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Life Arts    H4'ed 11/7/16

John T. McGreevy's Account of Jesuit Globalization (REVIEW ESSAY)

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In Ong's 1986 book Hopkins, the Self, and God, mentioned above, he carefully critiques Kleutgen (pages 94-97, 124, and 131-132), who undoubtedly influenced Pope Leo XIII's thinking about St. Thomas Aquinas that inspired the Thomistic Revival.

McGreevy reports that Kleutgen "authored an important 1846 text insisting on the possibility of God's direct, miraculous intervention into human affairs. 'The gift of miracles,' Kleutgen wrote, 'is one of the favors bestowed upon the Church by the Divine Benefactor'" (page 125).

In Ong's other 1967 book In the Human Grain: Further Explorations of Contemporary Culture (Macmillan), which young Hillary Rodham (born in 1947) read it the summer of 1967 and liked very much, Ong says, "Each human soul, it is true, is created by a direct act of God" (page 76). Ong also says, "At a point where living organisms approximating the present human body finally were appearing, the first human soul is created by God, infused within a body in the material universe. This is, of course, a special act of God, for the creation of the human soul is always a special act of His, since the soul in its spirituality transcends the merely material" (page 78).

In Rabbi Lord Jonathan Sacks' 2010 book Exodus: The Book of Redemption (Maggid Books/Koren Publishers), he devotes a chapter to discussing "Awakening from Above, Awakening from Below" (pages 271-276). As he explains awakening from above, what Ong describes as the special act of God in creating each distinctively human soul involves what Sacks refers to as awakening from above. Likewise, what Kleutgen describes as God's direct, miraculous intervention into human affairs involves what Sacks refers to as awakening from above.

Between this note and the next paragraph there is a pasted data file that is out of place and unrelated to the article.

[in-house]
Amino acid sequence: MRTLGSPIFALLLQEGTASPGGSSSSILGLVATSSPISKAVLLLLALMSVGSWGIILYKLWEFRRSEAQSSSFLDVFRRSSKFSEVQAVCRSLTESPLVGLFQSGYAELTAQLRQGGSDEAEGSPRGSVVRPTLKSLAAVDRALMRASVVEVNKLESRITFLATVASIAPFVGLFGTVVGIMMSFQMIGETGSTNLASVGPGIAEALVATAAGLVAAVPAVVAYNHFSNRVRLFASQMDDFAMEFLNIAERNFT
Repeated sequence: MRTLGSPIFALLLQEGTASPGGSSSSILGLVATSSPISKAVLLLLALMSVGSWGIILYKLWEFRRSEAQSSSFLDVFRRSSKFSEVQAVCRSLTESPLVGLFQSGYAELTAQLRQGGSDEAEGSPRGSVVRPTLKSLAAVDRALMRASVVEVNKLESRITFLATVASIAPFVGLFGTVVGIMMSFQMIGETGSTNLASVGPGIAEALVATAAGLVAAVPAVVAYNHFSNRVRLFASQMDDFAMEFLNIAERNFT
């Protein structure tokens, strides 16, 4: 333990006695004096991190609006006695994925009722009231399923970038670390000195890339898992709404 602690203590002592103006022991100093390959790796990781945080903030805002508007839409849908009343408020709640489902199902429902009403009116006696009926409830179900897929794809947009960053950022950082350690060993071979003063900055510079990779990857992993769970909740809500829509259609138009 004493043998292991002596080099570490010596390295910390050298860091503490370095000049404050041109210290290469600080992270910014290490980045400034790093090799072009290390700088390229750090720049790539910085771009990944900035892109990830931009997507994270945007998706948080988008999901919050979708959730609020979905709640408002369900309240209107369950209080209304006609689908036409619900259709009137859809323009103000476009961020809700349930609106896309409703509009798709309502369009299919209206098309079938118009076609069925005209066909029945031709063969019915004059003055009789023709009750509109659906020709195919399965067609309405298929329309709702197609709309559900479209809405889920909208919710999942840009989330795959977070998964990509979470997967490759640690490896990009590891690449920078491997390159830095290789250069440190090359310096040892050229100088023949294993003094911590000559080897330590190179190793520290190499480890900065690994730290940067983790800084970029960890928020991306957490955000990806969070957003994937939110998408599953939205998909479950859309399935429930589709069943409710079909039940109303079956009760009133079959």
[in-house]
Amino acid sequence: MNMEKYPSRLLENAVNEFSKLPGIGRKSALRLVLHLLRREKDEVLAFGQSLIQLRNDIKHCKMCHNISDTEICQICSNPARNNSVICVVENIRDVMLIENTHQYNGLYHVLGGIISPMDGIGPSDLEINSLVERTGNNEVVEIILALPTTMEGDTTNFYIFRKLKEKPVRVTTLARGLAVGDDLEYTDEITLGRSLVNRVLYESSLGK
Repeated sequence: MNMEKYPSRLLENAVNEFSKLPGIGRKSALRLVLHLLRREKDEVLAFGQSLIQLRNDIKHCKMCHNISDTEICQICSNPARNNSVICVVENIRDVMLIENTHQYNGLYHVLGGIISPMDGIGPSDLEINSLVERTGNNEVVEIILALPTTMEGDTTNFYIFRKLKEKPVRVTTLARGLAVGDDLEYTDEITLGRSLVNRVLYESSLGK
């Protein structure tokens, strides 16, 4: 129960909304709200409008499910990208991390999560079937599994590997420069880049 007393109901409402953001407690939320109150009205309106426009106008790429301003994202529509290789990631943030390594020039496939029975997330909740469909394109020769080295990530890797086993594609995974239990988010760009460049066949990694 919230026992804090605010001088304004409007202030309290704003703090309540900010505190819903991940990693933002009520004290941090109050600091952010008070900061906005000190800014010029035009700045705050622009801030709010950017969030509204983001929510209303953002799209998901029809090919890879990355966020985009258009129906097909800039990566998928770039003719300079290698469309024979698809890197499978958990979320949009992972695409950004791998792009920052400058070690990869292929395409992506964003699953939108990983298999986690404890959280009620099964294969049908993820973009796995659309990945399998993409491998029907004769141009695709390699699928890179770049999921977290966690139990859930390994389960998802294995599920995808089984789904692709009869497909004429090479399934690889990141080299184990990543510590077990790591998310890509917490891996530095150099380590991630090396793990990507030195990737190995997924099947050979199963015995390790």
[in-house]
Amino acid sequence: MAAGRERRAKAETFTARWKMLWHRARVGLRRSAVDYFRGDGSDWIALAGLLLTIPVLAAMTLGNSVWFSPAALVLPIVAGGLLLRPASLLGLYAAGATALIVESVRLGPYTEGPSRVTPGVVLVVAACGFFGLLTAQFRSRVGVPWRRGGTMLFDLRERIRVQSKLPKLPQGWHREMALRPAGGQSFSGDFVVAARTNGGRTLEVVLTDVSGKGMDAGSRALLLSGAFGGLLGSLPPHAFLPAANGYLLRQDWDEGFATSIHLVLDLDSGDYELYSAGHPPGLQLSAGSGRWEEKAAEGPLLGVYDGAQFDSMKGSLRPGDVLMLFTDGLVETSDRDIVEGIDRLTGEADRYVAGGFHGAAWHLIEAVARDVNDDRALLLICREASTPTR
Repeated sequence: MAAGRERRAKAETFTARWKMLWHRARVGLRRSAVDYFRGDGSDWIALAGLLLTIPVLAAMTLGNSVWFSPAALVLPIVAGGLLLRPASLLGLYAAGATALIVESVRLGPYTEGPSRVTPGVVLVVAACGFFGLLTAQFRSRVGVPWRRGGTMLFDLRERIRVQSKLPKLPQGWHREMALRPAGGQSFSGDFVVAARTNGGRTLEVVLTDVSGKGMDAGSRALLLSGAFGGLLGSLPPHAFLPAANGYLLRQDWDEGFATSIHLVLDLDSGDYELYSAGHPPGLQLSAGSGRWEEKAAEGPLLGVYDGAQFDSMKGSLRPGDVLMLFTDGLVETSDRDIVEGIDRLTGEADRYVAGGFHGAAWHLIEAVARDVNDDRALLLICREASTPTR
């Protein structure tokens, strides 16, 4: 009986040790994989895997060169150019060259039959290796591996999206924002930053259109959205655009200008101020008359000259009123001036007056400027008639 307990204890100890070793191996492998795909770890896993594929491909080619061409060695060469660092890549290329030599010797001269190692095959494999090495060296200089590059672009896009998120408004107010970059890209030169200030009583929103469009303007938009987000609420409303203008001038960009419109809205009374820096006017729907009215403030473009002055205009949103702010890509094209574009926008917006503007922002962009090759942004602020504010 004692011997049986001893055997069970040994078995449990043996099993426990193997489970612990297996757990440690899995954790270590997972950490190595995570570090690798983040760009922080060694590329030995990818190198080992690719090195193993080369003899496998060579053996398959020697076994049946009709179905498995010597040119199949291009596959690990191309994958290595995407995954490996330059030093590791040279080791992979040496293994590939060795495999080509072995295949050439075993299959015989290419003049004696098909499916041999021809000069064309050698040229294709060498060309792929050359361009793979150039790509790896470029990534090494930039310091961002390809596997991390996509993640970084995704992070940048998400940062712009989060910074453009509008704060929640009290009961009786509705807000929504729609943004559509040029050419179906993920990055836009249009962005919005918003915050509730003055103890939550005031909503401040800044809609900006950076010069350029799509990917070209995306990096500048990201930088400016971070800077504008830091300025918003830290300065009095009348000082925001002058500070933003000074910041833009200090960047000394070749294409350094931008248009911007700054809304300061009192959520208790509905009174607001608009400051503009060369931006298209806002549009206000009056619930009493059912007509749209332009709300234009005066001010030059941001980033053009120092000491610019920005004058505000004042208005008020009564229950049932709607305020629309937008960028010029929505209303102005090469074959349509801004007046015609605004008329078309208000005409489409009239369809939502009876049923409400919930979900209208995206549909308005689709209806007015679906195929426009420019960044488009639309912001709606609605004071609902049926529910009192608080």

For an accessible explanation of the non-materialist philosophical position that Ong works with when he describes the distinctively human soul as spiritual (i.e., non-material), see the American Aristotelian philosopher Mortimer J. Adler's book Intellect: Mind over Matter (Macmillan, 1990).

For the report that young Hillary Rodham read Ong's 1967 book In the Human Grain in the summer of 1967, see Gail Sheehy's book Hillary's Choice (Random House, 1999, pages 48-49 and 66).

Now, in Ong's 1981 book Fighting for Life: Contest, Sexuality, and Consciousness, mentioned above, Ong writes a kind of apologia for the agonistic (contesting) spirit of contending (the Greek word agon means contest, struggle). No doubt he was speaking from his own personal experience as part of his own formal education in the Jesuits.

In his 1981 book, Ong says, "once in a while a theological student of outstanding competence would perform the 'grand act,' the greatest performance of all, as did Father Joachim Villoslada, S.J., on April 29, 1903, when in impeccable logical form and equally impeccable Latin, he defended orally in open forum against all comers his 212 theses from theology and philosophy before an audience that included President Theodore Roosevelt. Roosevelt was visiting Saint Louis to inspect the site of the coming World's Fair" (pages 137-139).